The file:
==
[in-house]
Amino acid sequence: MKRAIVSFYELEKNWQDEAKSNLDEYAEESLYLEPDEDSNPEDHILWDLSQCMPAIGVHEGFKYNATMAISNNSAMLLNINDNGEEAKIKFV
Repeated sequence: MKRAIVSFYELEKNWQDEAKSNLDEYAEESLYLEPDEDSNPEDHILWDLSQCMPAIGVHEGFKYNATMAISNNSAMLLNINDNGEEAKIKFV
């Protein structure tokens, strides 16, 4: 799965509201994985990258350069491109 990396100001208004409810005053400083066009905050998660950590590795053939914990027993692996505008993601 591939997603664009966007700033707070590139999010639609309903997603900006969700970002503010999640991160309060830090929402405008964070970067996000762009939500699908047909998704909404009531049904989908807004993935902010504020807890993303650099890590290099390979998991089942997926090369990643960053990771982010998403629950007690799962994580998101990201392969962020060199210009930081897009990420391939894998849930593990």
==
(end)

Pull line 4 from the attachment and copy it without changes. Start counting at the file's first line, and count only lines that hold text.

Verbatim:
């Protein structure tokens, strides 16, 4: 799965509201994985990258350069491109 990396100001208004409810005053400083066009905050998660950590590795053939914990027993692996505008993601 591939997603664009966007700033707070590139999010639609309903997603900006969700970002503010999640991160309060830090929402405008964070970067996000762009939500699908047909998704909404009531049904989908807004993935902010504020807890993303650099890590290099390979998991089942997926090369990643960053990771982010998403629950007690799962994580998101990201392969962020060199210009930081897009990420391939894998849930593990």